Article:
There does not seem to be a direct mathematical analogue of Alfven. Nobody who has won a Fields Medal or an Abel Prize has made well-publicized complaints about how they have had an unduly difficult time with the peer-review system.
Some partial analogues have been mentioned in the comments. Louis de Branges had trouble getting people to take his proof of the Bieberbach conjecture seriously, but there was a clear reason: de Branges had a well-deserved reputation for making repeated but incorrect claims to have solved famous open problems. Fourier's work met with resistance, but there were some legitimate objections that some crucial arguments were not fully clear; while the Mochizuki saga is still in progress, it seems that the clarity of certain crucial arguments is still in dispute. Galois also ran into difficulties, although the story has been exaggerated, and Galois was not a recognized figure at the time.
Why there is no direct analogue of Alfven is an interesting question. There could be a difference in culture. Mathematicians will often complain privately of getting an unfair rejection, but complaining too loudly or publicly about the lack of recognition of one's own work is generally regarded as whining, and is frowned upon. Mathematicians also take the general attitude that there are three primary reasons for rejection: (1) the work is wrong; (2) the writing is unclear; (3) the result is not regarded by community as sufficiently interesting. The first two are considered to be the fault of the author, and mathematicians tend to take a somewhat fatalistic attitude toward the third. Under these prevailing assumptions, it is hard to be viewed as taking the moral high ground when voicing a complaint about a rejection.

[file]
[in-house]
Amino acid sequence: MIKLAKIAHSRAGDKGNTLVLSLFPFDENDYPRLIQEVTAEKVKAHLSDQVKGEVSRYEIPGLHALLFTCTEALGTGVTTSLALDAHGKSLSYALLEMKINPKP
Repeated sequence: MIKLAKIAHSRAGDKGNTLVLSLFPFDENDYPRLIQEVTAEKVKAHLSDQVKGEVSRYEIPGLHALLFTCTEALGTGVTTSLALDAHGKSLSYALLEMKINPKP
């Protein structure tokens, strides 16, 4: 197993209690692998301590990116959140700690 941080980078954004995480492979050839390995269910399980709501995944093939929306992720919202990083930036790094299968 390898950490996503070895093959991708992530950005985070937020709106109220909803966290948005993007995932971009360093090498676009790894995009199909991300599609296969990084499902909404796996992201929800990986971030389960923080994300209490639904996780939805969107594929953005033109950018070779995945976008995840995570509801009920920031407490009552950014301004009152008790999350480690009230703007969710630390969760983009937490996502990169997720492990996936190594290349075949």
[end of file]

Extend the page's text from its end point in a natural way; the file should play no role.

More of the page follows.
One example of someone making a public complaint was Friedrich Wehrung (search for the word "rejection"). His primary complaint, however, was that the entire subfield of lattice theory was being looked down upon unfairly. Similarly, you can find public discussion about how the peer-review system unfairly treats certain groups of people. But again, if you're looking for an individual analogue of Alfven, I don't think there exists a very good example.